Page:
[iii] Lionel Gage Wigmore, ‘Appendix 1 – Australians in Mission 204,’ in Australia in the War 1939-1945, Official History, Series 1 – Army, Volume IV – The Japanese Thrust (1st edition, 1957), p. 643; Dr Eric Andrews, ‘Mission 204: Australian Commandos in China, 1942,’ Journal of the Australian War Memorial, No. 10, (April 1987), provides the higher number of approximately 300 advisors (36 officers and 260 other ranks), p. 12; These troops did not have specific training or expertise in guerrilla warfare.

[iv] Dr Eric Andrews, ‘Mission 204: Australian Commandos in China, 1942,’ Journal of the Australian War Memorial, No. 10, (April 1987).

[v] War Office to C. in C. Far East, 76963, WO106/3555A, (9 Jul 1941).

[vi] Andrews, ‘Mission 204,’ (April 1987), p. 11.

[vii] ‘Mr. S.M. Bruce, High Commissioner in London, to Mr. R.G. Menzies, Prime Minister,’ London, (received 7 August 1940), in W.J. Hudson & H.J.W. Stokes (eds.), Documents on Australian Foreign Policy, 1937-49: Volume IV: July 1940 – June 1941, (Canberra: Australian Government Publishing Service, 1980), p. 71 (emphasis added).

[viii] Andrews, ‘Mission 204,’ (April 1987), p. 13.

[ix] A sense of the growing confrontation with Japan can be discerned from cables immediately prior to this decision being made. For example: ‘What is needed now is a deterrent to Japan of a most general and formidable character… United States policy of gaining time has been very successful so far, but our joint embargo is steadily forcing the Japanese to decision for peace or war… The Japanese plan to attack Yunnan and cut the Burma Road threatens disastrous consequences to Chiang Kai-shek. Collapse of Chinese resistance would not only be a world tragedy in itself but would free large Japanese forces to attack North and South.’ ‘Lord Cranborne, U.K. Secretary of State for Dominion Affairs, to Mr. John Curtin, Prime Minister,’ London, (received 6 November 1941), in W.J. Hudson & H.J.W. Stokes (eds.), Documents on Australian Foreign Policy, 1937-49: Volume V: July 1941 – June 1942, (Canberra: Australian Government Publishing Service, 1982), p. 173.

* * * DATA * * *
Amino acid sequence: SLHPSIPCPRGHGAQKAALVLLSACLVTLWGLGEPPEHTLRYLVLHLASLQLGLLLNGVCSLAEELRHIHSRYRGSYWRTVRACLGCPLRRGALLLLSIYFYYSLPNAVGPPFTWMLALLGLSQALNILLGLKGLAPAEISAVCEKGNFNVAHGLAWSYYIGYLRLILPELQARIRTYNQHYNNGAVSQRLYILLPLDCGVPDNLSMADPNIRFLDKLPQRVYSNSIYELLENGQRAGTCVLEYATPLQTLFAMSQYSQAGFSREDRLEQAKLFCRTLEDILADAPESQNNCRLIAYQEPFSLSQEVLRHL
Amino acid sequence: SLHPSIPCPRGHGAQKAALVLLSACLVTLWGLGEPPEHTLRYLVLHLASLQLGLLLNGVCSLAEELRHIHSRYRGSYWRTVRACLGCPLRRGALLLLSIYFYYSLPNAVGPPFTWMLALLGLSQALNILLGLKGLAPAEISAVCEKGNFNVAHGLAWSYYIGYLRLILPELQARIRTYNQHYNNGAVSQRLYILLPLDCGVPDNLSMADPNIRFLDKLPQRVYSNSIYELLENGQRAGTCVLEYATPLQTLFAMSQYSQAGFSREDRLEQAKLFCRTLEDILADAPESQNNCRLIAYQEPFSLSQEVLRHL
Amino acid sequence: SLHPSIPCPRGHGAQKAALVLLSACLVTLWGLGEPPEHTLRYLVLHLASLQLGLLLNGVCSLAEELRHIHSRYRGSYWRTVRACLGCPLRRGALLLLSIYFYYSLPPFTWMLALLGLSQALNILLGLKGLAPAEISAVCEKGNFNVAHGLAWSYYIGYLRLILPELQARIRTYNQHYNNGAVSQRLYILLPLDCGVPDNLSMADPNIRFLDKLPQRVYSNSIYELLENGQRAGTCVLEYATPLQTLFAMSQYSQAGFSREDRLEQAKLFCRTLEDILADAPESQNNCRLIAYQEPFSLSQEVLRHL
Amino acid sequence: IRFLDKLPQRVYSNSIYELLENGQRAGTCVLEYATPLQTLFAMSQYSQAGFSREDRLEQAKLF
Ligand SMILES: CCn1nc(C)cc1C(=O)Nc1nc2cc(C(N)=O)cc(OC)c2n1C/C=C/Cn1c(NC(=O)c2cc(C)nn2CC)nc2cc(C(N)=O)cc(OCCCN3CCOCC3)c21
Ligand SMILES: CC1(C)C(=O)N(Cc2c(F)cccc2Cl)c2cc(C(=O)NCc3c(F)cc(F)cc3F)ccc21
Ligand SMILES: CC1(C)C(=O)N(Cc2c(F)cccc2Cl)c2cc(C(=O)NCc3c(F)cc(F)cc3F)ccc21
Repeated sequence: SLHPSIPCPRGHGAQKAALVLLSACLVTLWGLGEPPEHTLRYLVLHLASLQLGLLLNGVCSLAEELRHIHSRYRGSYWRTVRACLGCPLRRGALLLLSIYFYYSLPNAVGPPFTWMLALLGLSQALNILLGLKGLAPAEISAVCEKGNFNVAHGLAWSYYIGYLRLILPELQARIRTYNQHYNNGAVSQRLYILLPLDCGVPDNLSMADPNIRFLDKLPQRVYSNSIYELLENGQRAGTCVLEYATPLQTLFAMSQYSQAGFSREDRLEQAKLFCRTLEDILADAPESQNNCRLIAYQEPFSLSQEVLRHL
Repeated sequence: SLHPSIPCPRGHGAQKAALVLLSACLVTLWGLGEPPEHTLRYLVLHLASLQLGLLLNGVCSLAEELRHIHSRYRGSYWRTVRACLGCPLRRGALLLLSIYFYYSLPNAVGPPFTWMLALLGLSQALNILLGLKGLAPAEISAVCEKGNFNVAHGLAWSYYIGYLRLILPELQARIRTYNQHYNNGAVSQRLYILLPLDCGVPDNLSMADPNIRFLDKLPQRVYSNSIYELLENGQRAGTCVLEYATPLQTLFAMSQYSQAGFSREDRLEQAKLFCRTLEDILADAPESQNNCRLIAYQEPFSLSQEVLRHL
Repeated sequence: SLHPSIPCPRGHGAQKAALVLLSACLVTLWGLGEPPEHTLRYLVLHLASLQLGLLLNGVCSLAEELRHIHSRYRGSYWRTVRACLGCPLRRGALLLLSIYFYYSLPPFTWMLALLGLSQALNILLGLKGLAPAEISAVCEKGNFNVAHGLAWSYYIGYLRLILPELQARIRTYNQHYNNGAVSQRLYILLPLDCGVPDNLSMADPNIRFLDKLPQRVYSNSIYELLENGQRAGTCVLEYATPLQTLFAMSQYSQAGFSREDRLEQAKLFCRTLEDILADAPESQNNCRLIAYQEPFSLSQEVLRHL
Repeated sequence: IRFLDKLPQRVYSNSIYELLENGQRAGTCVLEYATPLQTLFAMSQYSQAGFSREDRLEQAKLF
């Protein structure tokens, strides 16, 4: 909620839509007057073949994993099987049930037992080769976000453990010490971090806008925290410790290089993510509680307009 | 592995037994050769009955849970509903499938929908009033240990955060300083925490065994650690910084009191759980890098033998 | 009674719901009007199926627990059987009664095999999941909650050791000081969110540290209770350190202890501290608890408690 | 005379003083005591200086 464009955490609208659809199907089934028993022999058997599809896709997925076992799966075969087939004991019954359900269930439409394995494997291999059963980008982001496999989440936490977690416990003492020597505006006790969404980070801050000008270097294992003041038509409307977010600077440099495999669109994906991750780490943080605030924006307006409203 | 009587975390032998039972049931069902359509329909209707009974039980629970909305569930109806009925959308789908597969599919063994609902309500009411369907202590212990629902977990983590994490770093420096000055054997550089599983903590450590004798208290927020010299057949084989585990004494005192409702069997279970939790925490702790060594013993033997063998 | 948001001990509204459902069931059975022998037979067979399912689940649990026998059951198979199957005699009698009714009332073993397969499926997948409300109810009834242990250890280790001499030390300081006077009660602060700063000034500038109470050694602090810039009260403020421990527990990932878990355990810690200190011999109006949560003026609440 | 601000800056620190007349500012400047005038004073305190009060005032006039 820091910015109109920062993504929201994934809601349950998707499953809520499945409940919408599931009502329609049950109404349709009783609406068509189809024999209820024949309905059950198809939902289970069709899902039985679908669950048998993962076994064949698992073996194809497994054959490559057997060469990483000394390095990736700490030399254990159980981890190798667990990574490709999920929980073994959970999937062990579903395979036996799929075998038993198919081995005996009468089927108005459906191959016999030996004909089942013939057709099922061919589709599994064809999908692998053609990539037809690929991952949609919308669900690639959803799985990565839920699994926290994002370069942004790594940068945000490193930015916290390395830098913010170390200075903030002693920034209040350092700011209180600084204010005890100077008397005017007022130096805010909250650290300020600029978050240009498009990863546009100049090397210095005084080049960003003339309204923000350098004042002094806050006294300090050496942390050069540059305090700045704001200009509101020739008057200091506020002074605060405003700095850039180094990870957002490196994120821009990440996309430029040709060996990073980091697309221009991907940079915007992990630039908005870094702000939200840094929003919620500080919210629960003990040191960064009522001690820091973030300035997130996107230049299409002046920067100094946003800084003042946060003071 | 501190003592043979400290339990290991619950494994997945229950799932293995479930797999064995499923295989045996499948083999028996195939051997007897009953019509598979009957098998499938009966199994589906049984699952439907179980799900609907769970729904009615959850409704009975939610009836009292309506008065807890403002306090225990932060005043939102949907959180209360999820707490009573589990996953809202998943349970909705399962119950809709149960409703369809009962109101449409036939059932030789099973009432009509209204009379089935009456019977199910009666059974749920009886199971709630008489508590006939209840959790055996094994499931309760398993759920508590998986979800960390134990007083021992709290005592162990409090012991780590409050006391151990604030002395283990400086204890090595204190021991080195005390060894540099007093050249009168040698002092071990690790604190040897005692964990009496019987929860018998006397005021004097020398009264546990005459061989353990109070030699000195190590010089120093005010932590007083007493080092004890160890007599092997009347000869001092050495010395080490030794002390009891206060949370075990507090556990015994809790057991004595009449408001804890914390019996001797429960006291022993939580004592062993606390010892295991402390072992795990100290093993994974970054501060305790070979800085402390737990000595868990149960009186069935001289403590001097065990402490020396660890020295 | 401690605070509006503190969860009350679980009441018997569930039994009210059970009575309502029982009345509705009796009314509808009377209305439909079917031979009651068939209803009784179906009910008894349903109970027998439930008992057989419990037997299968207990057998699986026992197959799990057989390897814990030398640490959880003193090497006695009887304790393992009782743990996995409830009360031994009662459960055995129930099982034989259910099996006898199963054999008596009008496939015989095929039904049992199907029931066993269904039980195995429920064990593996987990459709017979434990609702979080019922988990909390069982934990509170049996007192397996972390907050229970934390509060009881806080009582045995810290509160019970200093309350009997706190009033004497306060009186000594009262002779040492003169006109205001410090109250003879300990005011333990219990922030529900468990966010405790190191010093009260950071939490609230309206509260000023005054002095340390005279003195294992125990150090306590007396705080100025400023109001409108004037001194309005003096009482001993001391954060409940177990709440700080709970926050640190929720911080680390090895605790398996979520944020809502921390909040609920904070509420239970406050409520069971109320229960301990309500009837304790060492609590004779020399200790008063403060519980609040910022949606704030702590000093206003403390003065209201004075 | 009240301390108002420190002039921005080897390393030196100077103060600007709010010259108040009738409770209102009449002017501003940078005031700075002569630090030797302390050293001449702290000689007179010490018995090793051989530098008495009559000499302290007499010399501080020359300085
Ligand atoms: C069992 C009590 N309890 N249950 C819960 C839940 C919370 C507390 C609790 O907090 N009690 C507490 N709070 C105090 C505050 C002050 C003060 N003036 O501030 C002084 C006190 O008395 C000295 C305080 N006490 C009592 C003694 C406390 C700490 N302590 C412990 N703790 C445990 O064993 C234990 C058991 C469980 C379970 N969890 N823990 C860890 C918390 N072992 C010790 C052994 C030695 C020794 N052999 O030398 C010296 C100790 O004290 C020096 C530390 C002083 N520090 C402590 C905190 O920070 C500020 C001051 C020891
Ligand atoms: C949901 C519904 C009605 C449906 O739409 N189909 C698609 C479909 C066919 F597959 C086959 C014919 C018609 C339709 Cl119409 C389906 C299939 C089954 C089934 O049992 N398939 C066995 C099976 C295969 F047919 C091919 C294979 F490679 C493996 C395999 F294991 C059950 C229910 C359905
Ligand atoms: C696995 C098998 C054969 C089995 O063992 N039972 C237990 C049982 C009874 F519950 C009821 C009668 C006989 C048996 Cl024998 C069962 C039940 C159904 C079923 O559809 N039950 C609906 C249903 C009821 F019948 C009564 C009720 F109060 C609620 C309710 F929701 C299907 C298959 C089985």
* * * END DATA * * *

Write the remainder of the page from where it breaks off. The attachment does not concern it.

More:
[x] Goode, No Surrender in Burma, 2014.

[xi] Andrews, ‘Mission 204,’ (April 1987), p. 18.

[xii] Andrews, ‘Mission 204,’ (April 1987).

[xiii] ‘204 Military Mission Chungking to C. India,’ (21 May 1943) in Assistance to China, 22 Dec 1942-30 Dec 1943WO106/3558A.

[xiv] The British were attuned to the Chinese being unlikely to deliver on their promise to increase pressure everywhere in the event of war between Britain and Japan. For this reason, British efforts in preparing for guerrilla warfare were primarily directed toward Hong Kong. War Office to C. in C. Far East, 84745, WO106/3555A, (18 Aug 1941).

[xv] These lessons are captured in Andrew Maher, ‘Ukrainian Resistance,’ Land Power Forum, (15 Jul 2022); Will Irwin and John F. Mulholland, Jr., Support to Resistance: Strategic Purpose and Effectiveness, Joint Special Operations University, (June 2019).

[xvi] U.S. ‘MAGIC’ intercepts identify that the Japanese leadership had decided to ‘strike south’ on 4 July 1941, if not earlier. Francis Pike, Hirohito’s War: The Pacific War 1941-1945, (London: Bloomsbury Academic, 2015), p. 126.

The views expressed in this article and subsequent comments are those of the author(s) and do not necessarily reflect the official policy or position of the Australian Army, the Department of Defence or the Australian Government.